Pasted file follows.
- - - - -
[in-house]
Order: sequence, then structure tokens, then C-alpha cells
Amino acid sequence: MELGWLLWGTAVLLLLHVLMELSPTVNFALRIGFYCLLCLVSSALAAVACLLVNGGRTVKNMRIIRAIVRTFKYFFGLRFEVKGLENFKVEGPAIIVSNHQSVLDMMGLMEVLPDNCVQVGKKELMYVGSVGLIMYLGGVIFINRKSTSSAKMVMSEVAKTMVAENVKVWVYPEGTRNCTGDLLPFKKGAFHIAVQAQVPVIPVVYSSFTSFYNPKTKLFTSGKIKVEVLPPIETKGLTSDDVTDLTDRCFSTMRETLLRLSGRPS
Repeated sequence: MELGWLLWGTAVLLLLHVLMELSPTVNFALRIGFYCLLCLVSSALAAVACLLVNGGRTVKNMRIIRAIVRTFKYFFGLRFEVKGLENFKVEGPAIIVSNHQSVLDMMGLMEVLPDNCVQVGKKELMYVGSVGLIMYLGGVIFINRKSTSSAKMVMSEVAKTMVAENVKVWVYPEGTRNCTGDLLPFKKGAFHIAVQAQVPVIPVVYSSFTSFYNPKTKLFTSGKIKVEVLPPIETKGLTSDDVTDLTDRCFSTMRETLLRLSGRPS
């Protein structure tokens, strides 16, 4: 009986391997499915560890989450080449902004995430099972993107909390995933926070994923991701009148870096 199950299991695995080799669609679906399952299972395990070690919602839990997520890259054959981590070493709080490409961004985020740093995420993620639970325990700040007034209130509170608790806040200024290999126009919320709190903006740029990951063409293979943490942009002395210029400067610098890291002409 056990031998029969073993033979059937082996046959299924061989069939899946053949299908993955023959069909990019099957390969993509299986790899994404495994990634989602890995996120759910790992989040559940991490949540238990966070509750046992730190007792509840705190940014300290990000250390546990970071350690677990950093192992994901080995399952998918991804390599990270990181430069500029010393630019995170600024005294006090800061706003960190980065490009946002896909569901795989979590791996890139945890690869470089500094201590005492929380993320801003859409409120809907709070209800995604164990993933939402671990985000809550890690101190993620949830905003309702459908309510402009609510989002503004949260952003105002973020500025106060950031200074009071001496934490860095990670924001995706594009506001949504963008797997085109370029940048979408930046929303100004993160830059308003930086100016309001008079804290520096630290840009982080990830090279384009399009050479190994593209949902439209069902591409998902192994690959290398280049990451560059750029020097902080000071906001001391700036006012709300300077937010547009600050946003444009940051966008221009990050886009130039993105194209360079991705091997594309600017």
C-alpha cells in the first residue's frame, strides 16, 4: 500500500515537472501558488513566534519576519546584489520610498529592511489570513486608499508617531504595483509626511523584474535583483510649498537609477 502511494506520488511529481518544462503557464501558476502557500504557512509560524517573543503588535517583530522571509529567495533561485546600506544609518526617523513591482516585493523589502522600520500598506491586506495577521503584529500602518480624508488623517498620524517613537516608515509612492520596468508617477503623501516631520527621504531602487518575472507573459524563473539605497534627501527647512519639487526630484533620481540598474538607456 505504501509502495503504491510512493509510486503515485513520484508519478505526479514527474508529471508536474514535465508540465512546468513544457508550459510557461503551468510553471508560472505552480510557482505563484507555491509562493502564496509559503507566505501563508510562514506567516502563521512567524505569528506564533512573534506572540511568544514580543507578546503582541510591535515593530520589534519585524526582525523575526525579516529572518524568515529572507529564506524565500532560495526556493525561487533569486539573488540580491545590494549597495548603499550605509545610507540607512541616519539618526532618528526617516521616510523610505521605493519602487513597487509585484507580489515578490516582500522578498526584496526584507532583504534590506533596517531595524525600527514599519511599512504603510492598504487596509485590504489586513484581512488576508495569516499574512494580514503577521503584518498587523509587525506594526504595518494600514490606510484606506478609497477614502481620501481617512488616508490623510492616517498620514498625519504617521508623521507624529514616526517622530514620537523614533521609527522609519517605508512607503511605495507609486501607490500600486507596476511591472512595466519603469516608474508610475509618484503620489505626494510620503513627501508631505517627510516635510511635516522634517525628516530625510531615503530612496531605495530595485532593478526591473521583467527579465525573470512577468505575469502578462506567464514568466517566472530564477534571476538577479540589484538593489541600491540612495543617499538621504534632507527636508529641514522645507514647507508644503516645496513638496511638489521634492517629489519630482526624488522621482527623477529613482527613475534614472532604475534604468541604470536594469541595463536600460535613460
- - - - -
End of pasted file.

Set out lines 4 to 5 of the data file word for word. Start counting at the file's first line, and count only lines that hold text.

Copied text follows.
Repeated sequence: MELGWLLWGTAVLLLLHVLMELSPTVNFALRIGFYCLLCLVSSALAAVACLLVNGGRTVKNMRIIRAIVRTFKYFFGLRFEVKGLENFKVEGPAIIVSNHQSVLDMMGLMEVLPDNCVQVGKKELMYVGSVGLIMYLGGVIFINRKSTSSAKMVMSEVAKTMVAENVKVWVYPEGTRNCTGDLLPFKKGAFHIAVQAQVPVIPVVYSSFTSFYNPKTKLFTSGKIKVEVLPPIETKGLTSDDVTDLTDRCFSTMRETLLRLSGRPS
């Protein structure tokens, strides 16, 4: 009986391997499915560890989450080449902004995430099972993107909390995933926070994923991701009148870096 199950299991695995080799669609679906399952299972395990070690919602839990997520890259054959981590070493709080490409961004985020740093995420993620639970325990700040007034209130509170608790806040200024290999126009919320709190903006740029990951063409293979943490942009002395210029400067610098890291002409 056990031998029969073993033979059937082996046959299924061989069939899946053949299908993955023959069909990019099957390969993509299986790899994404495994990634989602890995996120759910790992989040559940991490949540238990966070509750046992730190007792509840705190940014300290990000250390546990970071350690677990950093192992994901080995399952998918991804390599990270990181430069500029010393630019995170600024005294006090800061706003960190980065490009946002896909569901795989979590791996890139945890690869470089500094201590005492929380993320801003859409409120809907709070209800995604164990993933939402671990985000809550890690101190993620949830905003309702459908309510402009609510989002503004949260952003105002973020500025106060950031200074009071001496934490860095990670924001995706594009506001949504963008797997085109370029940048979408930046929303100004993160830059308003930086100016309001008079804290520096630290840009982080990830090279384009399009050479190994593209949902439209069902591409998902192994690959290398280049990451560059750029020097902080000071906001001391700036006012709300300077937010547009600050946003444009940051966008221009990050886009130039993105194209360079991705091997594309600017």